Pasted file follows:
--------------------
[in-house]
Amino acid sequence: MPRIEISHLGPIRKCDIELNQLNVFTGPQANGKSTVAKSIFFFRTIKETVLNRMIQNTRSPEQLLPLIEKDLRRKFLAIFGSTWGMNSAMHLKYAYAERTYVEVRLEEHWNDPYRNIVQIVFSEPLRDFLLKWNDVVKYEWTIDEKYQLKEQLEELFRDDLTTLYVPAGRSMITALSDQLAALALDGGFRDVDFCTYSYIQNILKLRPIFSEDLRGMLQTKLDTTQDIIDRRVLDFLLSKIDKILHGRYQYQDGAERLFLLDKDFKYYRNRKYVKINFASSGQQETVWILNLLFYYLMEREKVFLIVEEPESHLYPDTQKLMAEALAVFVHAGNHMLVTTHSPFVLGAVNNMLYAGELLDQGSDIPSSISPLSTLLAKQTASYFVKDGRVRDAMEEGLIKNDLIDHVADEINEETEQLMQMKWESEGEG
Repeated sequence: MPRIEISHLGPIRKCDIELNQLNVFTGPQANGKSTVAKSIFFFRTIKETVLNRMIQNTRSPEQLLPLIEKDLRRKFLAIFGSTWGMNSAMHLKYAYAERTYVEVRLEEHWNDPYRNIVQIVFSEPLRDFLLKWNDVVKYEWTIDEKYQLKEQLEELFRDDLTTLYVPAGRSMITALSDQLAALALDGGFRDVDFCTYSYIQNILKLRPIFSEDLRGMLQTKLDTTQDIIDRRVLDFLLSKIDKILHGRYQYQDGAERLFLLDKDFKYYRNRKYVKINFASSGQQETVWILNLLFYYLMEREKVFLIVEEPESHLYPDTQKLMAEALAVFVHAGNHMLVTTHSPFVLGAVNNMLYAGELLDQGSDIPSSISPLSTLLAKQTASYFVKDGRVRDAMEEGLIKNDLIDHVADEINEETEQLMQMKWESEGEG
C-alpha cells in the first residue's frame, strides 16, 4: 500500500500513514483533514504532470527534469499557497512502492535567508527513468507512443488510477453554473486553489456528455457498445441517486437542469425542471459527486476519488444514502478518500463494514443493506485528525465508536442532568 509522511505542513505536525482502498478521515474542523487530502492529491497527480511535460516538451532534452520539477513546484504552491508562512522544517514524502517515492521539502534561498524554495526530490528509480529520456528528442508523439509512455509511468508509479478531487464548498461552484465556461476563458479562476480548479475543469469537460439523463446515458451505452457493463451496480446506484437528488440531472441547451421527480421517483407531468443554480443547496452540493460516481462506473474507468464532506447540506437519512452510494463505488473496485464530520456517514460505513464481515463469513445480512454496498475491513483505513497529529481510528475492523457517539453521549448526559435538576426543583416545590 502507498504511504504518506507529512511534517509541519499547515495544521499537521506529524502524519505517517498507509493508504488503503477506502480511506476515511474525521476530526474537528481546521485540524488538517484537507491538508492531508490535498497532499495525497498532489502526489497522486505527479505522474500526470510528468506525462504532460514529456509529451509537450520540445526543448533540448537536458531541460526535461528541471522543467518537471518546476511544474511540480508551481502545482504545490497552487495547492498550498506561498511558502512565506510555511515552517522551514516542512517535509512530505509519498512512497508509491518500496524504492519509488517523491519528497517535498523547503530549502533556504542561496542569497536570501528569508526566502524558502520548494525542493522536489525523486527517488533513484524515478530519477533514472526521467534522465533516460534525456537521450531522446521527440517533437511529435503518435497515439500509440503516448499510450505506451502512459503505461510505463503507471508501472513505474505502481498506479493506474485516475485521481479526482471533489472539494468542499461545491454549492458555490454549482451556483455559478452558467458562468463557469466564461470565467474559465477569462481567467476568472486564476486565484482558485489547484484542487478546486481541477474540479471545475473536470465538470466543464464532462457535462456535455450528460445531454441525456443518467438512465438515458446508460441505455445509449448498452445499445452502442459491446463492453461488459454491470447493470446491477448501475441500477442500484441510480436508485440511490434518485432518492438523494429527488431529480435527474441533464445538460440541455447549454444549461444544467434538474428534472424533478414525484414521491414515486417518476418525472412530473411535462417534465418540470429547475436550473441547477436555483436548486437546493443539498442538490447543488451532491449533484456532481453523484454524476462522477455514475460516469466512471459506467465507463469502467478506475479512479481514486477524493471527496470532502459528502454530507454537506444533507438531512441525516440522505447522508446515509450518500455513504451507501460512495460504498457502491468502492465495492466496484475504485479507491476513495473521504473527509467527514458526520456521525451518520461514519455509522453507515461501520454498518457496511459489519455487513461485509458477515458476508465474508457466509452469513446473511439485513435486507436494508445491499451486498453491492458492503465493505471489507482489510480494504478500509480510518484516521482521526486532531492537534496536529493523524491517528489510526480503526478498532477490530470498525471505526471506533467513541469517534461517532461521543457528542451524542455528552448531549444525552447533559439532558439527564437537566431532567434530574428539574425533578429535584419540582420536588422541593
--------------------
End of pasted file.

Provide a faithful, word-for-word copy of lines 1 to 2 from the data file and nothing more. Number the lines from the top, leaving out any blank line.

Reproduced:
[in-house]
Amino acid sequence: MPRIEISHLGPIRKCDIELNQLNVFTGPQANGKSTVAKSIFFFRTIKETVLNRMIQNTRSPEQLLPLIEKDLRRKFLAIFGSTWGMNSAMHLKYAYAERTYVEVRLEEHWNDPYRNIVQIVFSEPLRDFLLKWNDVVKYEWTIDEKYQLKEQLEELFRDDLTTLYVPAGRSMITALSDQLAALALDGGFRDVDFCTYSYIQNILKLRPIFSEDLRGMLQTKLDTTQDIIDRRVLDFLLSKIDKILHGRYQYQDGAERLFLLDKDFKYYRNRKYVKINFASSGQQETVWILNLLFYYLMEREKVFLIVEEPESHLYPDTQKLMAEALAVFVHAGNHMLVTTHSPFVLGAVNNMLYAGELLDQGSDIPSSISPLSTLLAKQTASYFVKDGRVRDAMEEGLIKNDLIDHVADEINEETEQLMQMKWESEGEG